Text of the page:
Using a 200 year-old statistical technique, a team of Australian astronomers have concluded that virtually every star in the Milky Way hosts at least one to two terrestrial planets capable of fostering life.
Right from the outset, it's important to note that this is not an empirical study per se. The researchers, led by Tim Bovaird and Charley Lineweaver from the Australian National University, reached their conclusions by applying a centuries-old technique called the Titius-Bode relation to predict the positions of hypothetical planets that space-based and terrestrial telescopes cannot detect.
Sometimes referred to as Bode's Law, the Titius-Bode relation hypothesizes that celestial bodies in some orbital systems orbit at semi-major axes in a function of planetary sequence. It was discovered in 1766 by Johann Daniel Titius, who showed that the orbits of planets in the solar system follow a simple arithmetic rule quite closely.
Image: Milan Milanovic.
Inspired by the fact that this relation correctly predicted the orbits of Ceres and Uranus, Bovaird and Lineweaver used it predict how many terrestrial, habitable zone exoplanets may exist in the Milky Way. To perform their calculations, the researchers sampled known multi-exoplanet systems containing at least three transiting planets detected by the Kepler space telescope (dubbed "Kepler multiples").
Then, using the Titius-Bode relation, they predicted the periods of 228 additional planets in 151 of these Kepler multiples. Results showed that, on average, there are about two planets in the habitable zone of each star. A habitable zone is that sweet spot in a solar system where an Earth-like planet is capable of sustaining liquid water at the surface — a crucial prerequisite for life.
Image: Predicted architectures of distant star systems. The solid red rectangles represent predicted exoplanets and their relative uncertainties. Image: Bovaird et al.
"We looked at the sub-set of stars that have multiple planets, not just one or two, and among those we looked for specific pattern called the Titius-Bode relation and we found that these exoplanet systems fit the relation better than our solar system does," noted Lineweaver in an ABC News article. "So based on that we made predictions about where other planets would be if this pattern can be successfully extrapolated beyond what is normally seen."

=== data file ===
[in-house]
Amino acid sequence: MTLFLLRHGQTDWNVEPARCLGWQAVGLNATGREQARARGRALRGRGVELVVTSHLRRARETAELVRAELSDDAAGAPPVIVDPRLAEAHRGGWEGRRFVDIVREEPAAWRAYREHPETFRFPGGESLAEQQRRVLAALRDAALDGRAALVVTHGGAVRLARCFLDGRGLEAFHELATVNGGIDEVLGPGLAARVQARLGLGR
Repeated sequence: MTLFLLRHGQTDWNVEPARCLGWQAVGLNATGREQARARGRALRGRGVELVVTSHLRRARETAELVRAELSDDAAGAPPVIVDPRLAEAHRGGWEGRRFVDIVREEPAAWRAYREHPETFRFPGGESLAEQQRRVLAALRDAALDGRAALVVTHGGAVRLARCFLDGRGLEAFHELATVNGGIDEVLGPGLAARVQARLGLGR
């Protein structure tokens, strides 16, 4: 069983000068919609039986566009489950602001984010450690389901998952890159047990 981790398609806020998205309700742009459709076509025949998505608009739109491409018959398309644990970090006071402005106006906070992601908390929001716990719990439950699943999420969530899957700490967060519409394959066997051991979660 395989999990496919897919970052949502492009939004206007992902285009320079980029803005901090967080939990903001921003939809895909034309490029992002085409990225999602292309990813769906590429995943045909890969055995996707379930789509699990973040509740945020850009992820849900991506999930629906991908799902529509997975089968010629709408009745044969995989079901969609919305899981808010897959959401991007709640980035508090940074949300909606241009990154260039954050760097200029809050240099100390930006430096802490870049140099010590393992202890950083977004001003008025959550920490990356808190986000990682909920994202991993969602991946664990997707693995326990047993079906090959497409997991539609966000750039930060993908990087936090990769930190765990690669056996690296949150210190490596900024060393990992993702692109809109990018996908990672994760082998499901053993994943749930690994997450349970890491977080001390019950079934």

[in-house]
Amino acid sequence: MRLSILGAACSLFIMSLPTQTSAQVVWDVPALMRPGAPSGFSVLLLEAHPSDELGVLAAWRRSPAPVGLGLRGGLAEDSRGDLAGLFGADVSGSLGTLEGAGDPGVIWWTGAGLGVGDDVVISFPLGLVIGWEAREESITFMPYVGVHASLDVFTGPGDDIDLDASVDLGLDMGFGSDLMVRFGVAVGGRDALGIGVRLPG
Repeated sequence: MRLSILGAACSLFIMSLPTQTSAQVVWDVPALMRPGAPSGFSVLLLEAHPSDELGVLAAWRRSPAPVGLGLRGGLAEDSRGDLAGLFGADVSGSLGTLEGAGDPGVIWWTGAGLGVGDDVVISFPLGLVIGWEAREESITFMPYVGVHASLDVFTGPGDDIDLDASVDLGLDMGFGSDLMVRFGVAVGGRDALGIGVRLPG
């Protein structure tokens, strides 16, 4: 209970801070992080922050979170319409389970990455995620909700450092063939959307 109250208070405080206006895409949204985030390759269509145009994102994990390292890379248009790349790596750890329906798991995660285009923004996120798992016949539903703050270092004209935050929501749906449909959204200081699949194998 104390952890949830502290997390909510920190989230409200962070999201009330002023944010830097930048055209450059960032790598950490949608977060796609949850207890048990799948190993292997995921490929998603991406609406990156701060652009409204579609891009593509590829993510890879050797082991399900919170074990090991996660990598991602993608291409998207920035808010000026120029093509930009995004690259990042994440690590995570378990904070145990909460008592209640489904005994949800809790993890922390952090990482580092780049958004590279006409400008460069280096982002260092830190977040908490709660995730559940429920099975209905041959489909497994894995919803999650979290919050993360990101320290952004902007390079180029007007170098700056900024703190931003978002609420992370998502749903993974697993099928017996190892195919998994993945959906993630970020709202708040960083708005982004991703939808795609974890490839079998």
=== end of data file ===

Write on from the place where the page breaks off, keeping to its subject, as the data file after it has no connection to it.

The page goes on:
Here we see the effective temperatures of planets within 31 systems sampled that extend out to the habitable zone (shown in the green band). The sizes of the red hashed squares represent the maximum radius of each predicted planet. Image: Bovaird et al.
What's more, the researchers also produced a short-list of 77 predicted planets in 40 systems with a high probably of transit to our plane of sight.
"Our new prioritized predictions should help on-going planet detection efforts in Kepler multi- planet systems," noted the researchers in their study, which now appears at the Monthly Notices of the Royal Astronomical Society.
Again, it's important to remember that these are just predictions. As an indicator of potential planets, the Titius-Bode relation is far from perfect. It fails, for example, to predict Neptune's orbit in our own solar system. What's more, this analysis cannot be used to predict the occurrence of true habitability and the presence of extraterrestrial life.
All this said, the prediction that our galaxy contains hundreds of billions of potentially habitable terrestrial exoplanets is jaw-dropping and most certainly worthy of discussion.
"The ingredients for life are plentiful, and we now know that habitable environments are plentiful," added Lineweaver in an Australian National University statement. "However, the universe is not teeming with aliens with human-like intelligence that can build radio telescopes and space ships. Otherwise we would have seen or heard from them. It could be that there is some other bottleneck for the emergence of life that we haven't worked out yet. Or intelligent civilizations evolve, but then self-destruct."
Sadly, conclusions like these only make the Great Silence all the more disturbing.
Check out the entire study at the Monthly Notices of the Royal Astronomical Society.
Top image: NASA Ames/JPL-Caltech.